The Sala dei Protettori

The Sala dei Protettori


Sala dei Protettori dates back to the enlargement of the Palace in 1508 and features the same architectural style as the other boardrooms. Today, the room, where some of the most valuable works of the entire building are located, gives direct access to the office of the President of the Western Ligurian Sea Port Authority and hosts the meetings of the top management of the Authority and its Steering Committee.

Discover the Sala dei Protettori

The Virgin with Baby Jesus and Saint George

It is a lunette-shaped canvas showing Saint George wearing a breastplate in the foreground and, in the background, the Virgin Mary with Baby Jesus. At present, the painting is kept in the office of the President of the Authority. According to the records, the painting, before the restoration of the Palace at the end of the 19th century, was located on the second floor, in the Archive of the Bank of Saint George. It is not clear who the author is: in the first edition (1866) of the Artistic Guide to the City of Genoa (Guida Artistica per la città di Genova), Federico Alizieri attributed it to Domenico Fiasella, while in the second edition it was attributed to G.B. Carlone. The painting was transferred to the State Archives at the end of the 19th century in order to enable D’Andrade to restore the palace and was subsequently brought back to Palazzo San Giorgio in the early 20th century. During this last transfer, a note with “17th-century writing” bearing the name of Luciano Borzone was discovered on the back of the canvas. Recently, Crespi has been included among the possible authors. In recent years, the recent exhibitions on the Caravaggesques and Orazio and Artemisia Gentileschi, as well as the quality of the painting, especially with reference to significant parts (see the hands of Saint George and the figure of the Saint himself with respect to the Virgin) have raised the question of there being at least two different authors. Further food for thought is provided by Orazio Gentileschi’s presence in Genoa during the time period when the painting was made, his documented friendship with Luciano Borzone and the surprising analogies with the figure of Valeriano in Gentileschi’s Vision of Saint Cecilia, still preserved in Brera. These and other reasons have given rise to the need to gather as much information as possible in order to draw the attention of critics to the authorship of the painting, which could be reconsidered.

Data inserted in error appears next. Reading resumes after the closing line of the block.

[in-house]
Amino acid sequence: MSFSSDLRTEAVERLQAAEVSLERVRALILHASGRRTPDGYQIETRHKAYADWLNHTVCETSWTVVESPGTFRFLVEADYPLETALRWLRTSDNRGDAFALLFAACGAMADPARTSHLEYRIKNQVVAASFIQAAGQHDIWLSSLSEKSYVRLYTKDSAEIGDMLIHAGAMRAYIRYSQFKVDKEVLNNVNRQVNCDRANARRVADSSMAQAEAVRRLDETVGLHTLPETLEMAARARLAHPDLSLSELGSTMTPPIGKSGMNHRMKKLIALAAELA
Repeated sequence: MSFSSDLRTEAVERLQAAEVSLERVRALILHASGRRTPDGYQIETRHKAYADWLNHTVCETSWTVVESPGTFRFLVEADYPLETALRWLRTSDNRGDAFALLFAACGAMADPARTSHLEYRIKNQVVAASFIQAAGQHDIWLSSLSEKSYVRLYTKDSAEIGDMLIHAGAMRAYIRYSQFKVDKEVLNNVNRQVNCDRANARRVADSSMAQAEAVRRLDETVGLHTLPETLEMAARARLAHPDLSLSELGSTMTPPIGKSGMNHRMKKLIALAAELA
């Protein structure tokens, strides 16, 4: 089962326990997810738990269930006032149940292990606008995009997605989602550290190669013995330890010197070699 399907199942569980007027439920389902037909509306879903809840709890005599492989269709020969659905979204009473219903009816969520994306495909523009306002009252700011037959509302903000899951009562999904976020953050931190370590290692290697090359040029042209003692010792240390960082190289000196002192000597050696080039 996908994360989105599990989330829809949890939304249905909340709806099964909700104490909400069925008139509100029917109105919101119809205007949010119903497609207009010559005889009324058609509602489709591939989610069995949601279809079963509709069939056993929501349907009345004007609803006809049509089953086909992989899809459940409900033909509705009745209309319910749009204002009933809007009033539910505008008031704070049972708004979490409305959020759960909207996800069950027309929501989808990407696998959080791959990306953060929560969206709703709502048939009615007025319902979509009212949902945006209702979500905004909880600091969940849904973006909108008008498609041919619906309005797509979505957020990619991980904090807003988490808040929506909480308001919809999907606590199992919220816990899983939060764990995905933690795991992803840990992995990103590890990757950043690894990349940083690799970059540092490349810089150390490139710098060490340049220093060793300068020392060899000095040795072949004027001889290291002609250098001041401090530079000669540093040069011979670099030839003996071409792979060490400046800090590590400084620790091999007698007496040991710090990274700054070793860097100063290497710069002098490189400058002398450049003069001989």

*The period between about 1528 and 1630 is known as the Genoese century: indeed, in this period, the Republic of Genoa not only confirmed its role as a crossroads of maritime traffic between East and West, but also saw its weight in European politics grow considerably. Moreover, the Superb had become a very important artistic hub in Europe. Indeed, many of the greatest artists of the time, both Italian and foreign, in particular Orazio Gentileschi, Pieter Paul Rubens, Antoon van Dyck, and Mattia Preti, worked and carried out experiments in Genoa.